Barkhaus dogs in daycare Dogs pose for a photo on the grounds of Barkhaus ... no steak required. (Photo: Barkhaus)

You know how you take your dog for a walk and he gets distracted by a squirrel, another dog or maybe a leaf? Maybe he pulls on the leash while you yell (or cajole), just hoping the neighbors don't see you.

Now imagine taking 15, 20 or 30 dogs for a stroll — but they all walk politely next to one another, enjoying the exercise and each other's company.

This canine utopia really exists, but you have to go to Miami to find it.

Andres Monasterios and Natalie Sanchez own Barkhaus, a doggy daycare, boarding and training facility, where the pack mentality is very Zen-like because the four-legged charges are very tuned in to their human leaders.

Barkhaus dogs going for a walk Monasterios and Sanchez take their pack for a walk in Miami. (Photo: Barkhaus)

The day typically starts with breakfast, then an hour or so of relaxation so meals can digest and dogs can have their potty breaks, then Monasterios and Sanchez hook all the leashes to their belts and hit the road. Typically, they have 15-20 dogs a day, but one time they had 42, and they walked them all at once.

"When the dogs are here, they learn they have to fall within the pack," Sanchez tells MNN. "We're always practicing sit, stay. Even though it's a huge group of dogs, it’s a lot calmer than people expect."

And the Barkhaus gang doesn't go for short strolls around the block.

"We do big Miami hikes, depending on the weather," says Monasterios. "If the weather is really nice, we'll walk 10-12 miles. If it's really hot, it's not as long. But it's never less than two miles."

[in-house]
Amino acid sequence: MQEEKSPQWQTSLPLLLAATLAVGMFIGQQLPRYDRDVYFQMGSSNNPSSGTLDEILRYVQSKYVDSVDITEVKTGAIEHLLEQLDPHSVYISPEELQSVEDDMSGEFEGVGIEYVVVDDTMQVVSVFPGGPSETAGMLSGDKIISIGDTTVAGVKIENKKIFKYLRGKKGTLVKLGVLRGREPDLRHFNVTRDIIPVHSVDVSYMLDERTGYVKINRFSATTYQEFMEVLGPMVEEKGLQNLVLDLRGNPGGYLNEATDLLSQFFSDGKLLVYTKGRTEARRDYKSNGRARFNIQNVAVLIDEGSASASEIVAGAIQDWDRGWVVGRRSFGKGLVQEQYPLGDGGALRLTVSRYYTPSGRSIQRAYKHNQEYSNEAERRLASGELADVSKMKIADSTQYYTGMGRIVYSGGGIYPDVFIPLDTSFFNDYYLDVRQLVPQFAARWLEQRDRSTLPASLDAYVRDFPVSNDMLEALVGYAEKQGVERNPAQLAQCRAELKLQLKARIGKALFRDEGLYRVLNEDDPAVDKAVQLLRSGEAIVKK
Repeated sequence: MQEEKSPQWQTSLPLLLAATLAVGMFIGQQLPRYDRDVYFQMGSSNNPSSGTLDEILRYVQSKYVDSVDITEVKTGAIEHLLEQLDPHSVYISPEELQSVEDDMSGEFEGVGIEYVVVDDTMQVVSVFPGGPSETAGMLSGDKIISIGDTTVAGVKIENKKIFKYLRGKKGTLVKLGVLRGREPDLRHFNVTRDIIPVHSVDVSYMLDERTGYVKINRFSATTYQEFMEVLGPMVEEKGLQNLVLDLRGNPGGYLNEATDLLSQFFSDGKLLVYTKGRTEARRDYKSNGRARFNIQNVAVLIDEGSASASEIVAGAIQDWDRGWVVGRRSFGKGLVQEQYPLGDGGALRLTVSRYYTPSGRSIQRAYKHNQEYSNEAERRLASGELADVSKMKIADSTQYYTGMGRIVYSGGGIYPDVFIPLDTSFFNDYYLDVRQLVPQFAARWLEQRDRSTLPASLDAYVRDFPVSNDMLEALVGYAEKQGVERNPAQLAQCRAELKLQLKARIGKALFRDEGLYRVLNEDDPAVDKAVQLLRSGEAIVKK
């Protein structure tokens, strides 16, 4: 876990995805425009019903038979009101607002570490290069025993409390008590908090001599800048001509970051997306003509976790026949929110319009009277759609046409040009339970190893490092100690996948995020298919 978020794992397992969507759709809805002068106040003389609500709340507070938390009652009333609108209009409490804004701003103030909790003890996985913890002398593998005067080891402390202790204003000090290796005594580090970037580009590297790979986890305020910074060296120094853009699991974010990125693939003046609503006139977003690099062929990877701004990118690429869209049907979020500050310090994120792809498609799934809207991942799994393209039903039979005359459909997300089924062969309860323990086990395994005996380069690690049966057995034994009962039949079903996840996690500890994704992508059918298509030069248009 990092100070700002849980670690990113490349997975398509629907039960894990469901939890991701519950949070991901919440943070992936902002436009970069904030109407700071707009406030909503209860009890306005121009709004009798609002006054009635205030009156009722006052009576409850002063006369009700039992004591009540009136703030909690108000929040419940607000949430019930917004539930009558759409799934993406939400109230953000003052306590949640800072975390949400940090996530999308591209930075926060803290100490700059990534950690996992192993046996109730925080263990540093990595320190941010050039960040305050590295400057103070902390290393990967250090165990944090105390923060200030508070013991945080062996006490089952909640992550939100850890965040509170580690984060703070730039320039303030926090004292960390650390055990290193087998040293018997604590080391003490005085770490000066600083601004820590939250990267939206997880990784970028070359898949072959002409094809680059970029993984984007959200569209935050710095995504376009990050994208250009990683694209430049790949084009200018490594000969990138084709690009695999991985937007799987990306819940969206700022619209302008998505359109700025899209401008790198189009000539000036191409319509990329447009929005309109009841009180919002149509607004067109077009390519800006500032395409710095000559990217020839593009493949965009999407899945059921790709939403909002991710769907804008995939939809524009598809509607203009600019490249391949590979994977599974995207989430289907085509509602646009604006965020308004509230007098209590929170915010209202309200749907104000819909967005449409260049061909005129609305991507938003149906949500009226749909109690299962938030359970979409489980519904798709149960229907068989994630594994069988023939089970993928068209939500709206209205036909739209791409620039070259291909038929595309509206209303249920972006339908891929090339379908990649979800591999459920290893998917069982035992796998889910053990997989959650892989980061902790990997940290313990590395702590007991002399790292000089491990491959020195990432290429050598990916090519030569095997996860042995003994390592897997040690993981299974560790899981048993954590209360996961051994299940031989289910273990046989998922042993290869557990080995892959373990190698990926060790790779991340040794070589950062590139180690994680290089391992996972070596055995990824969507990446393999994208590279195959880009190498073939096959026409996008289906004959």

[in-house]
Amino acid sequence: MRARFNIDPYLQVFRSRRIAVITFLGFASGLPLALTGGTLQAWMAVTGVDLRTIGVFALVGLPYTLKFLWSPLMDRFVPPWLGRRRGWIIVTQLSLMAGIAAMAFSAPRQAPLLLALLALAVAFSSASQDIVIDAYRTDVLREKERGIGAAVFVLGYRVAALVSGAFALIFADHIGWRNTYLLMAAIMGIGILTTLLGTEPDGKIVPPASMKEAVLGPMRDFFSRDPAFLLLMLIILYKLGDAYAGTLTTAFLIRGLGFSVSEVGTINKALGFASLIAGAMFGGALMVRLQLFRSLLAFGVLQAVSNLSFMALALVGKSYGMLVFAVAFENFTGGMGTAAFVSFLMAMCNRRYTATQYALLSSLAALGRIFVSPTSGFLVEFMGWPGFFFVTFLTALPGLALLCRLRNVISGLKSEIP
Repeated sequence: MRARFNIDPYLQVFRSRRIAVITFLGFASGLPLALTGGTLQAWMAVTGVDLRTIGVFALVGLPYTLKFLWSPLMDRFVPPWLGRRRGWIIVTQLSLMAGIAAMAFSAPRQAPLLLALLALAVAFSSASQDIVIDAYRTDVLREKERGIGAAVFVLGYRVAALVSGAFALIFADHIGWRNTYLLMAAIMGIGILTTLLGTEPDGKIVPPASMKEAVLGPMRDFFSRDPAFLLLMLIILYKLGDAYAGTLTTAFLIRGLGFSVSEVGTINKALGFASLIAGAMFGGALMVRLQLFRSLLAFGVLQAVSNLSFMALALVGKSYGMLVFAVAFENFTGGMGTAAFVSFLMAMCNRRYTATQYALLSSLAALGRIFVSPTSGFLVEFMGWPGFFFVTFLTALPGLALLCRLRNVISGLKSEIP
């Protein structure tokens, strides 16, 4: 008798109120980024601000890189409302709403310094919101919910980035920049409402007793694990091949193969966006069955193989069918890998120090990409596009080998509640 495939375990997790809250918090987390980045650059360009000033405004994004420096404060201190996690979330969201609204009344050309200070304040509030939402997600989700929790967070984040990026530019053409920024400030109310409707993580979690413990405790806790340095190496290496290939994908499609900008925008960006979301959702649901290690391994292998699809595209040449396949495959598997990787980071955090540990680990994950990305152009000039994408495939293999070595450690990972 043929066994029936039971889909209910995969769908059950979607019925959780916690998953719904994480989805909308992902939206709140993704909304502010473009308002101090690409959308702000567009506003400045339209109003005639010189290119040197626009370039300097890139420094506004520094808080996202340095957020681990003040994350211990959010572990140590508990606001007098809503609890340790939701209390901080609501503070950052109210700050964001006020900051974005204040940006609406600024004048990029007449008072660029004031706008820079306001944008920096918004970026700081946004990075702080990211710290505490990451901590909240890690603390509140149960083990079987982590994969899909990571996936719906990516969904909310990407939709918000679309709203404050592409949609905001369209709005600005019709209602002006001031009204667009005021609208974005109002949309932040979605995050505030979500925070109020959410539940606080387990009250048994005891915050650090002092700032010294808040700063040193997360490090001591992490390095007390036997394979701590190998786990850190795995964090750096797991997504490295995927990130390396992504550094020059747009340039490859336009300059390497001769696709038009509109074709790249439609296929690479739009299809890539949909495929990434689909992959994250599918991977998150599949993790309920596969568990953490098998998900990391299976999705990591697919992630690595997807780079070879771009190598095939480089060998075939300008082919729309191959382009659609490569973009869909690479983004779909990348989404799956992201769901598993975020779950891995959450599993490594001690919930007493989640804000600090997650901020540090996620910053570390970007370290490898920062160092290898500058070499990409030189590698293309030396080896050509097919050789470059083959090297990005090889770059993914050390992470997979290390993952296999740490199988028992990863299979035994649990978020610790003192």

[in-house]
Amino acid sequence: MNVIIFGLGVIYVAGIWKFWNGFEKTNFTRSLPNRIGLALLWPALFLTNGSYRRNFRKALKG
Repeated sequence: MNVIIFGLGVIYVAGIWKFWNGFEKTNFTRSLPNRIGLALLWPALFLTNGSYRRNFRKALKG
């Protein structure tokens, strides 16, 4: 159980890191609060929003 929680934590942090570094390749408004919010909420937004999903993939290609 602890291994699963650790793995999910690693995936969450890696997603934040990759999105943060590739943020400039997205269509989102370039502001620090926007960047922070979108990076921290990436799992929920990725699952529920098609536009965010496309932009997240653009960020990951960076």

Because most of the dogs had their bathroom breaks earlier in the day, there's fortunately not a lot of poop to be picked up. The scenery rotates to keep the dogs interested, and it also depends on the day's pack.

"If we have a chill pack we might go to the beach. If it's a strong pack, we walk on the train tracks," he says. "It rotates and we like to change it up for the dogs."

Picture perfect

Barkhaus dogs photographed in front of a graffiti wall Barkhaus dogs pause for a photo opp during a walk. (Photo: Barkhaus)

Along the route, the dogs often stop and pose for photos, and those displays of good behavior have made the daycare's Instagram and Facebook pages very popular. But contrary to speculation, no one is waving a steak in front of the camera to get the pups to sit still.

"There are always going to be a few that are a little more stubborn," Sanchez says. "It's just a matter of taking a couple different shots until they're all looking."

Before they started their business almost five years ago, Monasterios and Sanchez both had experience with animals. He studied zoology and worked with wild animals at a zoo; she studied animal science and worked as a vet tech and at a horse breeding farm. But the couple often kept friends' and neighbors' dogs and really enjoyed taking their overnight visitors — as well as their own three dogs — on long walks. They liked it so much, they started a business and quickly became booked for daycare, boarding and training.

Leaders of the pack

Barkhaus dogs in the car The Barkhaus dogs are ready to hit the road. (Photo: Barkhaus)

They accept all dogs and don't separate them by size or temperament. The key, Monasterios says, is that the dogs see the humans as pack leaders.

"All the dogs are looking up to us. We're always calling the shots. That's the only way to have that many dogs in a calm state," he says. "It's always us giving the dogs structure and them looking at us to see what they should be doing."

Dogs are called by name to eat or to go for a walk. Every time they respond to a command, they are rewarded with loads of praise.

"They've gotten used to the routine of the structure and following us around, and they really like to work and feel connected," Sanchez says. "It's really easy to get 10-15 dogs to sit and stay." (For you, maybe.)

Watch the Barkhaus crew head out on a walk:

Mary Jo DiLonardo writes about everything from health to parenting — and anything that helps explain why her dog does what he does.